Patching The OpenBSD Kernel

To address OpenBSD 3.7 reliability fix 002, I recently had to apply a source code patch to the OpenBSD kernel. This required me to familiarize myself with the patch tools, and the kernel configuration and build process. Patching the source code and compiling a new kernel turned out to be super easy to do, and the following article will outline the process.

Patching and building a kernel

OpenBSD patches are provided as universal diffs, and are available on the OpenBSD website. Each patch can be applied to the OpenBSD kernel source code with the patch utility. The following steps show how to apply patch 002_getsockopt.patch to the OpenBSD kernel source that resides in the directory /usr/src:

$ cd /usr/src

$ patch -p0 < 002_getsockopt.patch

Once a patch is applied to the kernel source, a new kernel will need to be compiled and installed in order for the path functionality to take effect . This can be accomplished by changing to the hardware architecture specific “conf” directory, executing the config script, and running make to compile the new kernel. The following steps show how to configure and build a kernel for the SPARC64 architecture:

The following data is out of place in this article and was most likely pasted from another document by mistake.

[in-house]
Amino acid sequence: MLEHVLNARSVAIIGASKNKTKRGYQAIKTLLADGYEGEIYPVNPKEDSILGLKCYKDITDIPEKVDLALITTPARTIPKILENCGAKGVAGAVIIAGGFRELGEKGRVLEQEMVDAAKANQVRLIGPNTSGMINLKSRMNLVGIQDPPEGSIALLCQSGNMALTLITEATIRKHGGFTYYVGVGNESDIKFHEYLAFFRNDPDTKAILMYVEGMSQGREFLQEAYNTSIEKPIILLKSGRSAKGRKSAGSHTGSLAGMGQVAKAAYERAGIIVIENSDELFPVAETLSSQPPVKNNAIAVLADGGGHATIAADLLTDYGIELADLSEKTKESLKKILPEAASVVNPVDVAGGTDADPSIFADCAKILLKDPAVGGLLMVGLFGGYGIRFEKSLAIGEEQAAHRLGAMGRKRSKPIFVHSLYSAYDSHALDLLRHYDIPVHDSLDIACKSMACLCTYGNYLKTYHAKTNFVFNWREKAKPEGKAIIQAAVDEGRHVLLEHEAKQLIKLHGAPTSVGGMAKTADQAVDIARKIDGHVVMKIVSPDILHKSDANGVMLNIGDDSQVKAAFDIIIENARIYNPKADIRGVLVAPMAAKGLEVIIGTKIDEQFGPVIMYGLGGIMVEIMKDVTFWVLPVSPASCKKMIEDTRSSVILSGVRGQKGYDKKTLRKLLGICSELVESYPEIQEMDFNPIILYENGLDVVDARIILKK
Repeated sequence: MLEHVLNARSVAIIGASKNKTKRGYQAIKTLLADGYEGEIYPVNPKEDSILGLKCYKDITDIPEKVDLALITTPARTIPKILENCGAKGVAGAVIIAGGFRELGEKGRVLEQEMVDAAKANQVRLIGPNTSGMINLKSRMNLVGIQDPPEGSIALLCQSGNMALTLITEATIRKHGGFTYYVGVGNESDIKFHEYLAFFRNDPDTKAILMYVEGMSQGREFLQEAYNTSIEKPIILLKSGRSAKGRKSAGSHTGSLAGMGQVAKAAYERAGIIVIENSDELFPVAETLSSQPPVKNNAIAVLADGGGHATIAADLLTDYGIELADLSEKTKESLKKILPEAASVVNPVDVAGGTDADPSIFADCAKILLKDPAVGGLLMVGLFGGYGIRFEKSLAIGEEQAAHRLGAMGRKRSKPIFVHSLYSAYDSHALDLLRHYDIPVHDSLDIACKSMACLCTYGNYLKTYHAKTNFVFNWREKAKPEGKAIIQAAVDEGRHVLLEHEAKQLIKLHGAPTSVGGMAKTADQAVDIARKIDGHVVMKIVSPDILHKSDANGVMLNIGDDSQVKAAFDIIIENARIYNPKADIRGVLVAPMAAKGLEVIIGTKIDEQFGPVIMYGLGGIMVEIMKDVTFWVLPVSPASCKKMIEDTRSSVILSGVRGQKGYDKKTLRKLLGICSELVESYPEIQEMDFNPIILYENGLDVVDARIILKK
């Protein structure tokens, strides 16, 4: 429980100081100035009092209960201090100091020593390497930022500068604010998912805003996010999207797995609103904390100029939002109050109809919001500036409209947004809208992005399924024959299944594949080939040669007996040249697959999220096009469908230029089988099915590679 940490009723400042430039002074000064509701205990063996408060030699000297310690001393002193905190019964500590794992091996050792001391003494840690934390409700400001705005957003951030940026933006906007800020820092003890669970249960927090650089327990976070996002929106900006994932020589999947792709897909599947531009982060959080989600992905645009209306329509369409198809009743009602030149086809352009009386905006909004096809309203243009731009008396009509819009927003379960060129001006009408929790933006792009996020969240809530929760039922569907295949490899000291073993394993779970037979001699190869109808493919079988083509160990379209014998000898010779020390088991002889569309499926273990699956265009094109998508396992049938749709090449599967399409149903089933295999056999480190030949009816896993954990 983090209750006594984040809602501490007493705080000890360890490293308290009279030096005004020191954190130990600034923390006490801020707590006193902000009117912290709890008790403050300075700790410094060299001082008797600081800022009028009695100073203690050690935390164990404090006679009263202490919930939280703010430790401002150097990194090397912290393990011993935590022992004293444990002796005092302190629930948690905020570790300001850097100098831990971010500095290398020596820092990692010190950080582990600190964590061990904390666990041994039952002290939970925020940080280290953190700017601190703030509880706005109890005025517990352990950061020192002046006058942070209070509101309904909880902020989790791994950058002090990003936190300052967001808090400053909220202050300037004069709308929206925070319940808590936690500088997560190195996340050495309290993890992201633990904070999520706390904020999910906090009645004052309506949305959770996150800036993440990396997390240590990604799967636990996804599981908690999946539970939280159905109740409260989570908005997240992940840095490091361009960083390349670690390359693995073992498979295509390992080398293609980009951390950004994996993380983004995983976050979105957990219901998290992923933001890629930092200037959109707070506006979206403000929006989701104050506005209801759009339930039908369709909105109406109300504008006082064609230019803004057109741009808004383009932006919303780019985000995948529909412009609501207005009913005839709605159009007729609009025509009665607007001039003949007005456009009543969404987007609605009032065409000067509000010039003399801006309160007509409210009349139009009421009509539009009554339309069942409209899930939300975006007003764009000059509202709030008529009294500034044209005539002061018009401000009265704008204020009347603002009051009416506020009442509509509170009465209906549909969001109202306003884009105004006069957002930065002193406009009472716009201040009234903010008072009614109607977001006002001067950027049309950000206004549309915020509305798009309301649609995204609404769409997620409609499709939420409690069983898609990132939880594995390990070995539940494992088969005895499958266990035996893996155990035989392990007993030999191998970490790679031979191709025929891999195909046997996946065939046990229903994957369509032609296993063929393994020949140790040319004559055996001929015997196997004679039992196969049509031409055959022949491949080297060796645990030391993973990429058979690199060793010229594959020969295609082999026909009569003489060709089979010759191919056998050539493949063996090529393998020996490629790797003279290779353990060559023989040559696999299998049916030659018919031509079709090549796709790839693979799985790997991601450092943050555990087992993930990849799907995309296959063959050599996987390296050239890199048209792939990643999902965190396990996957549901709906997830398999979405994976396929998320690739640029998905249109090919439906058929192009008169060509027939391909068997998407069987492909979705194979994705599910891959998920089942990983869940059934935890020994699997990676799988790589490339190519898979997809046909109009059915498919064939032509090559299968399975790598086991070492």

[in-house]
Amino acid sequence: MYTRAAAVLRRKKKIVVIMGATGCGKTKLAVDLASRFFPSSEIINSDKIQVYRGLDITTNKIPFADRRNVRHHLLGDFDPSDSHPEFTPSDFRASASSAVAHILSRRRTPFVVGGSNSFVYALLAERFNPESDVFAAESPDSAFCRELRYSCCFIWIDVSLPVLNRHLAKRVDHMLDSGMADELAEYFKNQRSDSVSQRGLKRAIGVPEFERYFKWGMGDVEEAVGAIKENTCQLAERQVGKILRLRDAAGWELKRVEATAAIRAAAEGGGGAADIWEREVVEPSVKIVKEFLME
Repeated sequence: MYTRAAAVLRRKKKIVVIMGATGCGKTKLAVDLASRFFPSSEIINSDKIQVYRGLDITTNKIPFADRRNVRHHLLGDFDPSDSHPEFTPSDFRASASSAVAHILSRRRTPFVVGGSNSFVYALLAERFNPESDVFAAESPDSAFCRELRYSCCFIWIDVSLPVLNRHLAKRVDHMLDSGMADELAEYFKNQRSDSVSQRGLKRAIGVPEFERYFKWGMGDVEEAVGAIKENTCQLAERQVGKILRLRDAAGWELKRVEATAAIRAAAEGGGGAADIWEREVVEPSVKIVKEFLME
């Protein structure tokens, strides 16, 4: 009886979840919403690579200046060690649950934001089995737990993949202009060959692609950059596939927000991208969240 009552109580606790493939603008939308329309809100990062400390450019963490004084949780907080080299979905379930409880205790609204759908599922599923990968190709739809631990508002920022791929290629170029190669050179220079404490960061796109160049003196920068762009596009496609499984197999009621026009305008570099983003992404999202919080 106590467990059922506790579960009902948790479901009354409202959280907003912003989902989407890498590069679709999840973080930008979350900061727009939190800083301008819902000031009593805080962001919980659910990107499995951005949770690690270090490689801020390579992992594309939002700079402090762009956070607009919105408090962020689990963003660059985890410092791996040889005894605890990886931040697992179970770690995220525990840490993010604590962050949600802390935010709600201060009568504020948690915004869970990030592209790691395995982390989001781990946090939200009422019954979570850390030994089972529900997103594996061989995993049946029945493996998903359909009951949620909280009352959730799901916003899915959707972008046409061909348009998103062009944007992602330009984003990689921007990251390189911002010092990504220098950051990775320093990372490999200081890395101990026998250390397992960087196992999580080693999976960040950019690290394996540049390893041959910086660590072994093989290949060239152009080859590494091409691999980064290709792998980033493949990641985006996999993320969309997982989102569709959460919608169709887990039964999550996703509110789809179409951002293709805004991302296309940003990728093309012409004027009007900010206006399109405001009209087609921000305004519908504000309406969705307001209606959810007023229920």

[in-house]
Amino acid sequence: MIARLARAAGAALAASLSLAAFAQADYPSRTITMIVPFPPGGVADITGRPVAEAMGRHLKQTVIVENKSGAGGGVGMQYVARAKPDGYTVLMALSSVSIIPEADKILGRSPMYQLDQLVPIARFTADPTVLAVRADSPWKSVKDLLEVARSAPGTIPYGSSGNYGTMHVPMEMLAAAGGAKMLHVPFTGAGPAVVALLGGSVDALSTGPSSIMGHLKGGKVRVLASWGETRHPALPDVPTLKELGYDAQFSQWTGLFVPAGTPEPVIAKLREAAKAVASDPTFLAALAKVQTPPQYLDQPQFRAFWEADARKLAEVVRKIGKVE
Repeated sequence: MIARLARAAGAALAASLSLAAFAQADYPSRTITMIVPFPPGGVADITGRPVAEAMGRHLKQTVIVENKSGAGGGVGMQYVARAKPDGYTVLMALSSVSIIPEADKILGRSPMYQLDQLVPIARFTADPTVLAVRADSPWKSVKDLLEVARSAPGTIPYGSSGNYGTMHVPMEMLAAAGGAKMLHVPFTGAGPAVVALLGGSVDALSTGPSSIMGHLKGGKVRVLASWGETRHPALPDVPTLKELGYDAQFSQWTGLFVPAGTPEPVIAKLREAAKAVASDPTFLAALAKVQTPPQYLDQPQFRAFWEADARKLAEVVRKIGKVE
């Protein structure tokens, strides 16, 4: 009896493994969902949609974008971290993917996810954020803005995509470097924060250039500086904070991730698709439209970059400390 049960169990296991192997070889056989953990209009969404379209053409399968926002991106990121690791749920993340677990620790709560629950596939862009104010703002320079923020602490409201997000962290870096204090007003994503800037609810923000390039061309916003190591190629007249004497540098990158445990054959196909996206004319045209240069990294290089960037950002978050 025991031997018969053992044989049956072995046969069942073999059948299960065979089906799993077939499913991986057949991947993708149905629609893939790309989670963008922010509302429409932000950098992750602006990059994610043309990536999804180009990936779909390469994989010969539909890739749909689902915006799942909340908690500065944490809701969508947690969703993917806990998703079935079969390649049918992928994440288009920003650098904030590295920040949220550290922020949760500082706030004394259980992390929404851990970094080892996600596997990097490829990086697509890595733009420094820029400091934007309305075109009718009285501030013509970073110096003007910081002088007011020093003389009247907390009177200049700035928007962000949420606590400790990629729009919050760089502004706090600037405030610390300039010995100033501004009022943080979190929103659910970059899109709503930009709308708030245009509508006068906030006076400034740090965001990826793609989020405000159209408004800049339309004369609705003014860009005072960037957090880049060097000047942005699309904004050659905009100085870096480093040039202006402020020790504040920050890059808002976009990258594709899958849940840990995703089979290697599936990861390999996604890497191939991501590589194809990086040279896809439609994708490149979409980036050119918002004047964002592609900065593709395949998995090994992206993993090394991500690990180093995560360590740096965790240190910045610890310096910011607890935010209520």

$ cd /usr/src/sys/arch/sparc64/conf

$ config GENERIC

$ cd /usr/src/sys/arch/sparc64/compile/GENERIC/

$ make depend

$ make

This example used the GENERIC kernel configuration, which contains typical settings for the hardware architecture you are attempting to build on. If you need to add or remove support for a specific feature, you can copy the GENERIC file to something more specific, adjust the configuration to meet your needs, and then run config with the new file name.
The following example shows how to customize the SPARC64 kernel configuration:

$ cd /usr/src/sys/arch/sparc64/conf




$ cd /usr/src/sys/arch/sparc64/compile/SOMETHINGSPECIFIC/

$ make depend

$ make

After the kernel compiles successfully, a file with the name bsd will be created in the compile directory. This is the OpenBSD kernel, and will need to be copied to the base of the root file system once the previous kernel has been backed up:

$ cp /bsd /bsd.old

$ cp /usr/src/sys/arch/sparc64/compile/GENERIC/bsd /bsd

It is important to back up the old kernel prior to installing a new one. This will allow you to recover if a problem is detected with the new kernel, and it also provides a way to migrate back to a safe environmnet if odd behavior is encountered. If you have questions or comments on the article, please feel free to E-mail the author.


The following references were used while writing this article: